Employee benefits: Attracting and retaining quality workers

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By Ron Coleman

There are numerous methods of attracting and retaining employees. In this two-part article, we will review two options – benefits programs and performance rewards. Part one deals with benefits programs.

Businesses need to determine the most attractive remuneration package they can offer their employees and remain competitive in the market. The cost of attracting and retaining good employees is high and this cost can be reduced by being an employer of choice. And it can increase if the marketplace – tradespeople – consider you a poor employer.

Union businesses all offer a benefits package. Open shop businesses can arrange them through a benefits company, through their association or their local Chamber of Commerce.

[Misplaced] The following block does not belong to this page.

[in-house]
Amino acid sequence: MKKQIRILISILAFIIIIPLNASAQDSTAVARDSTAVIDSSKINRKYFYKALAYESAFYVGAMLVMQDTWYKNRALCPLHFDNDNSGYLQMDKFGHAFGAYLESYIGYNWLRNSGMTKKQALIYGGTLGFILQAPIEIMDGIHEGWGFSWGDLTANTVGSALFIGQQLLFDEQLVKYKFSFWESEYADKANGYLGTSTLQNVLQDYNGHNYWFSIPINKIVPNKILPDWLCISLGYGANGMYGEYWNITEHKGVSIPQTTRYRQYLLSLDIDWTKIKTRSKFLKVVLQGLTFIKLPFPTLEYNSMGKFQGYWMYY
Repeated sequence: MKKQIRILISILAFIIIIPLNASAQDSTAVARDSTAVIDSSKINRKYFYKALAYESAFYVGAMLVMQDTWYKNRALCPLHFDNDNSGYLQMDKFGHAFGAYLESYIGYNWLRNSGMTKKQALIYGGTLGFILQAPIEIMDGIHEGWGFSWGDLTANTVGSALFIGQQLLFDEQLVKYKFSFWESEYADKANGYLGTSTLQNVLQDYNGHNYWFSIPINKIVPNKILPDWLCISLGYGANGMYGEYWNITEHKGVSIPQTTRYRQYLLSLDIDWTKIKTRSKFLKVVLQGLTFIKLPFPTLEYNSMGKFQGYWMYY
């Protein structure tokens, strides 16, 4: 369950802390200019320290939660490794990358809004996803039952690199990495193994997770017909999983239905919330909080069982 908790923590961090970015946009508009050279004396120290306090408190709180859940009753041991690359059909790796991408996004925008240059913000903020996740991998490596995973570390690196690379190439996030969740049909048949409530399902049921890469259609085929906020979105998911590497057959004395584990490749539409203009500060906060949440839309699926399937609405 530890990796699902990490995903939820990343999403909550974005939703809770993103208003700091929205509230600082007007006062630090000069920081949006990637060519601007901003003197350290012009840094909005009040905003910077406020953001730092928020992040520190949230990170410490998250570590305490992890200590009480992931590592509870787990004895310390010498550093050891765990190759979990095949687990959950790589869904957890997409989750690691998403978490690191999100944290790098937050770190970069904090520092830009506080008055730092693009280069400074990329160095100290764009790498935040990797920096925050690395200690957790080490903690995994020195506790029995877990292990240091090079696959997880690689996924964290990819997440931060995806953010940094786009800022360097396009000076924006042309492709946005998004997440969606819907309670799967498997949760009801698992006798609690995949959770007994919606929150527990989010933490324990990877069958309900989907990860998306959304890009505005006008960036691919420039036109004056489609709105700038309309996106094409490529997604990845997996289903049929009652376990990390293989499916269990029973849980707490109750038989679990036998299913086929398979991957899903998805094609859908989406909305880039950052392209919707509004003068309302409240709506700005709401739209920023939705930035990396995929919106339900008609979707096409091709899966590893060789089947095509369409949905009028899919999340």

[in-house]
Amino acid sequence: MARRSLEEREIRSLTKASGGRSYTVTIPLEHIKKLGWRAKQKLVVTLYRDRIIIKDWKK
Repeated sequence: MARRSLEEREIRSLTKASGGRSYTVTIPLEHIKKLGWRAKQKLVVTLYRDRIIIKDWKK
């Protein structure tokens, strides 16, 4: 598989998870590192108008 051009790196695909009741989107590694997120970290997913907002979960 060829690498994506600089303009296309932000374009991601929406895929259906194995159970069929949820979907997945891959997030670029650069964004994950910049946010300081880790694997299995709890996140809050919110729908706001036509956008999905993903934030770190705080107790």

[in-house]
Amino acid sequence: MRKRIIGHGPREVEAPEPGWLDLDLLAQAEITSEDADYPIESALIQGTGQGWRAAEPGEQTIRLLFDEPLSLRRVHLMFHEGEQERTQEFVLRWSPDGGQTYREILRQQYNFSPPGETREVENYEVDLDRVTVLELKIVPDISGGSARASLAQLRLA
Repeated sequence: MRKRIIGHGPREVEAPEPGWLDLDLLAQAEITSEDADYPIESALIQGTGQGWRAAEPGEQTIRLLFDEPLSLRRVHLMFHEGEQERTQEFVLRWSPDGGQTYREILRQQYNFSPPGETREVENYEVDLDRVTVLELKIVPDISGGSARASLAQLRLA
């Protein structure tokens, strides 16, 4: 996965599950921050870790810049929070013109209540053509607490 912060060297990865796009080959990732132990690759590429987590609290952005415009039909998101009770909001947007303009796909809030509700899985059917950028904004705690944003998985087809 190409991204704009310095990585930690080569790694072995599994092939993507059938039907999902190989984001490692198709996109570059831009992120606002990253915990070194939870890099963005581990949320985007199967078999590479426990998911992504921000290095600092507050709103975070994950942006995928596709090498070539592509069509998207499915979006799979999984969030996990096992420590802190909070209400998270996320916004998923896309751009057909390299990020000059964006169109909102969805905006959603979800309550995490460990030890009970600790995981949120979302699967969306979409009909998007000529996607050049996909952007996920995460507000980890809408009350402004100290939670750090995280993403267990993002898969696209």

Because we are all competing for the same labour force, we must ensure that we offer a competitive remuneration package. Paying too little will mean not attracting and retaining employees; paying too much means not being competitive in the market place and not getting enough work.

Check with your national and provincial association and your local chamber of commerce to see what is available to you. Also enlisting the services of a benefits specialist will help you make better decisions in this regard.

One size doesn’t fit all

Employees are not all looking for the same remuneration package. It is important to get a good understanding of what your employees want and what you can afford to give them. Ask your competitors what they are doing. Ask your employees what they had in previous jobs.

As I am based in British Columbia, I am most familiar with the BCCA Employee benefits program and the ICBA Benefits program.